The journey to the truth proves to be a solidly uphill battle, as Gwen finds that many of the key witnesses she is relying on for information have deep-seated prejudices against Caucasian people. In what's now become a signature mixture within this series as a whole, author Carrie Stuart Parks creates her characters and environments by bringing forth a compelling blend of historical fact, details / inspiration from actual true crime cases, and occasionally details from cases Parks herself worked during her own years as a forensic artist. While working within the Nez Perce tribal lands, our protagonist Gwen gets a crash course in the history of such traumatic events as Wounded Knee / Pine Ridge, as well as the development of AIM (the American Indian Movement). It takes little time for Gwen to see that she will need to tread lightly when working with the descendants of people involved in these painful moments within Native history. Though the years have passed, the hurt has hardly diminished.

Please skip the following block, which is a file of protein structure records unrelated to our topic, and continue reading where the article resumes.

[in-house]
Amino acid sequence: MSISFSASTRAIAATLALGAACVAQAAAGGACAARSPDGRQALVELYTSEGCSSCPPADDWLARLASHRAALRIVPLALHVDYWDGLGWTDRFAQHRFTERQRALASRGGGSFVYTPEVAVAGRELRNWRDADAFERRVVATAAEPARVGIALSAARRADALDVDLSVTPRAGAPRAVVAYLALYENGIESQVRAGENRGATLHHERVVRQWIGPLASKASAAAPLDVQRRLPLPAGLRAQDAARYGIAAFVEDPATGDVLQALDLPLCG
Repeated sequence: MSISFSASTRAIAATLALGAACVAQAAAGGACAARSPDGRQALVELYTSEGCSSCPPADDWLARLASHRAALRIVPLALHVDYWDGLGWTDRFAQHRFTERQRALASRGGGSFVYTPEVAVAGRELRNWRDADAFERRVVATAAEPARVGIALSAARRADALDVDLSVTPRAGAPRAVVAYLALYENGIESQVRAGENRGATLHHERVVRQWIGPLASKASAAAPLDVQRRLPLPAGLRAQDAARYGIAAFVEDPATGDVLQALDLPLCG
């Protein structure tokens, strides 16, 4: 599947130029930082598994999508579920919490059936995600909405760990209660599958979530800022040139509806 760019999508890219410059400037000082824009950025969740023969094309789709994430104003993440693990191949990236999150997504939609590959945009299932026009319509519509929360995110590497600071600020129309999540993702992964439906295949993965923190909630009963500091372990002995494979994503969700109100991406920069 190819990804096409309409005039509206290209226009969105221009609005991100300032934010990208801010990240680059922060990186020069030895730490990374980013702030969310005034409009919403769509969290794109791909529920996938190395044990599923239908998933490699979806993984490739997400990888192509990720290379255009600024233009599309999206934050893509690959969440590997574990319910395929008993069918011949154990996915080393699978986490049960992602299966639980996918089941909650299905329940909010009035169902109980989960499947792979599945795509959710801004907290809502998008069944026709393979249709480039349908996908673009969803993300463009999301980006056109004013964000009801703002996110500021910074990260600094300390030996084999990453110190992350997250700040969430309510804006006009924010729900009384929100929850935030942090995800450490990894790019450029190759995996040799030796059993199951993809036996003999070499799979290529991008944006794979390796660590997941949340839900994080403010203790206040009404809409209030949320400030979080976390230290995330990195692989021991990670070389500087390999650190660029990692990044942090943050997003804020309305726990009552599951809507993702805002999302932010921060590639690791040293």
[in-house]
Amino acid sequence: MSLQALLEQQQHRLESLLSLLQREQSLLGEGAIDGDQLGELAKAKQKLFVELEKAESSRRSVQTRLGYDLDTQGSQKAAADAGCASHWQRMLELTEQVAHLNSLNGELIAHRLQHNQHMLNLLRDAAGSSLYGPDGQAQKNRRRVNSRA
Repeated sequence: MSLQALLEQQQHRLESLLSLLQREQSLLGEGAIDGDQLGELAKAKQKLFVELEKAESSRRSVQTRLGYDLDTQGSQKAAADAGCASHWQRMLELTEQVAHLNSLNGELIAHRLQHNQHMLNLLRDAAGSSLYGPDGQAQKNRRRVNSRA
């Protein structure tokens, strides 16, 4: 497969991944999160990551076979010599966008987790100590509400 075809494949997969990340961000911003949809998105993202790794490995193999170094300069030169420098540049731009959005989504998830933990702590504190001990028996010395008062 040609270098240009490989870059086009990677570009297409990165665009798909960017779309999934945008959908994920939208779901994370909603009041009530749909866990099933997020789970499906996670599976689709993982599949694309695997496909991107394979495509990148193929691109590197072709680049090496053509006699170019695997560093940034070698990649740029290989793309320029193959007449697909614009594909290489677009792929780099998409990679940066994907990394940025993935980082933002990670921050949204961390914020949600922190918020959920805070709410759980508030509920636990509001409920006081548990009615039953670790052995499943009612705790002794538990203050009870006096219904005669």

Having followed this series from the beginning, I couldn't help but laugh and shake my head to find 8 pages into this latest book that Gwen is STILL having fights & custody battles with her ex-husband. I couldn't help but think "it's been four books now, that kid can't have too much high school left for this argument to be relevant much longer.." I feel for Gwen there. On the happier side though, I'm loving that the stories within this series seem to be quietly steering toward a "Gwen & Beth Investigate" kind of trend. Beth has a bigger role in this book than in some of the previous ones. She's such a hoot, I love to see her getting more of the spotlight! Keep your dictionary nearby though. Beth loves her some "word of the day" usage and Parks works in some words that definitely had me feel like I was back in SAT prep days! 

 

The true star for me though has to be Winston, Gwen's Great Pyrenees dog. While Parks always gave him quite the humorously entertaining dog personality, he, like Beth, was more in the background in much of the previous books. In Portrait of Vengeance however, Winston gets solid book "screen" time, scenes that will make dog lovers cheer at the protectiveness of pups over their humans. Go ahead, hug your own pooch after this one. :-)